What a rare opportunity to step inside a museum in its natural setting. The artifacts here are left untouched from 1,000-plus years ago. How amazing. As our guide said, if this was in the US, you'd be looking at everything under glass. Here you stand right next to it with only a red ribbon tacked to the ground to keep you from stepping on the artifacts.

Beyond that it is a nature challenge to get through the pools and boulders that block access to the inner chambers. I'd most like to address the question everyone but the young seems to have -- can I do this? The answer is more in the head than in the body. I am reasonably fit, but there were a couple of spots early on where I wondered if I could make it. But there is no way I couldn't see what lay ahead. So an adventuresome spirit probably is more important than fitness, especially if you have the right guide.

The guide certainly is important. I was with a group of 15 so we had two guides (limit 8 per guide). I made a point to go with Patrick simply because I could understand him better than the other guide. Patrick was very respectful of the cave and his guests. He told us early on that safety was his first priority and if someone got hurt he would be helping them and the tour was over. That encouraged everyone to be careful and to be helpful to the others on our tour. And Patrick, too, was always looking to help everyone make the right step.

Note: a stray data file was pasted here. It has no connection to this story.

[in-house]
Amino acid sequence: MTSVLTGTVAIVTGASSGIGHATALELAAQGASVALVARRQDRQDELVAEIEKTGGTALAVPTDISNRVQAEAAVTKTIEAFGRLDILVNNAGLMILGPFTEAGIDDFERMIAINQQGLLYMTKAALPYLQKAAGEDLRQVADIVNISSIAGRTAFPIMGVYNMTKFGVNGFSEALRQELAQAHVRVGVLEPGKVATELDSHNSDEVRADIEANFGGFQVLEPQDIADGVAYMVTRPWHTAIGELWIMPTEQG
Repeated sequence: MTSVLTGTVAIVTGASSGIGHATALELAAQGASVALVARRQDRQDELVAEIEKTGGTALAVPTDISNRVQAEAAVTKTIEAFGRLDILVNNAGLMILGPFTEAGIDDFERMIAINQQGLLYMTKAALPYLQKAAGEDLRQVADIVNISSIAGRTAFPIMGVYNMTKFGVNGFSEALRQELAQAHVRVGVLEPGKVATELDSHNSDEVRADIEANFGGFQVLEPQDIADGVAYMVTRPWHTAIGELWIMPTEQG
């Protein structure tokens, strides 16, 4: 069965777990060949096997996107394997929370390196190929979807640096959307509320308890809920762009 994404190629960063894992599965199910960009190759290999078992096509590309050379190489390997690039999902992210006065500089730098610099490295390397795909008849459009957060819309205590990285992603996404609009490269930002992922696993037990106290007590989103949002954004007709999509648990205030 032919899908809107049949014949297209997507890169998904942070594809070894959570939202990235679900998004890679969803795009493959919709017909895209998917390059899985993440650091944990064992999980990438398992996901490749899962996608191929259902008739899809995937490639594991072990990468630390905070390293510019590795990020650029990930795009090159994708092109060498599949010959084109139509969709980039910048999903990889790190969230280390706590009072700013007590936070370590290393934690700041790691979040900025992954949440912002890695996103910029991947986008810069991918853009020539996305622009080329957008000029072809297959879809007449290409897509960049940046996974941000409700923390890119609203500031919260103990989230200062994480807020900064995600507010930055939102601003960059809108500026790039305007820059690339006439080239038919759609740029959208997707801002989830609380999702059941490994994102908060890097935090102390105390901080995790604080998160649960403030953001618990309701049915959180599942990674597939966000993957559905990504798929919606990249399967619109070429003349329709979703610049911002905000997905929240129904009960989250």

Patrick also was very knowledgeable and gave a great tour, but a sidelight tells more about the type of person he is. I had stuck a couple of bandanas in a small waterproof pouch in my pocket to clean my glasses inside the cave. When I got inside the cave I had found it apparently had floated out of my pocket on the swim in. My glasses never got wet and I didn't need the bandanas, but I was disappointed I lost them. Back at the parking lot Patrick told me I had dropped the pouch in the cave and he stuck it in his dry bag. I know he was holding on to it to prevent me from losing it again and he probably was thinking I was littering in a natural wonder. A lesser person would have given me a lecture, but he just said he wanted to return it to me.